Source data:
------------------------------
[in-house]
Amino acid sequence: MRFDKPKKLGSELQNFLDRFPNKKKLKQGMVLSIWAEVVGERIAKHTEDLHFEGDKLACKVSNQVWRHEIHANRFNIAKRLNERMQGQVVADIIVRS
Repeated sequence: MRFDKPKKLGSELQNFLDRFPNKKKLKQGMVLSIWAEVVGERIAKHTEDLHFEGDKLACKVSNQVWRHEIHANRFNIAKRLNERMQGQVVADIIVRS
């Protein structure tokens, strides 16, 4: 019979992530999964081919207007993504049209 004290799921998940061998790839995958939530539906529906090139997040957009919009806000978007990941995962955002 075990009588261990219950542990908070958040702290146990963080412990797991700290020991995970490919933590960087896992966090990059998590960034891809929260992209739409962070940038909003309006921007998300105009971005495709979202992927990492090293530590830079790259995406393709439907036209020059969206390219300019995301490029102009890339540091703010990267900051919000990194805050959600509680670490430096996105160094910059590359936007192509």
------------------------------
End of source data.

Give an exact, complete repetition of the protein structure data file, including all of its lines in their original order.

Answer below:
[in-house]
Amino acid sequence: MRFDKPKKLGSELQNFLDRFPNKKKLKQGMVLSIWAEVVGERIAKHTEDLHFEGDKLACKVSNQVWRHEIHANRFNIAKRLNERMQGQVVADIIVRS
Repeated sequence: MRFDKPKKLGSELQNFLDRFPNKKKLKQGMVLSIWAEVVGERIAKHTEDLHFEGDKLACKVSNQVWRHEIHANRFNIAKRLNERMQGQVVADIIVRS
């Protein structure tokens, strides 16, 4: 019979992530999964081919207007993504049209 004290799921998940061998790839995958939530539906529906090139997040957009919009806000978007990941995962955002 075990009588261990219950542990908070958040702290146990963080412990797991700290020991995970490919933590960087896992966090990059998590960034891809929260992209739409962070940038909003309006921007998300105009971005495709979202992927990492090293530590830079790259995406393709439907036209020059969206390219300019995301490029102009890339540091703010990267900051919000990194805050959600509680670490430096996105160094910059590359936007192509």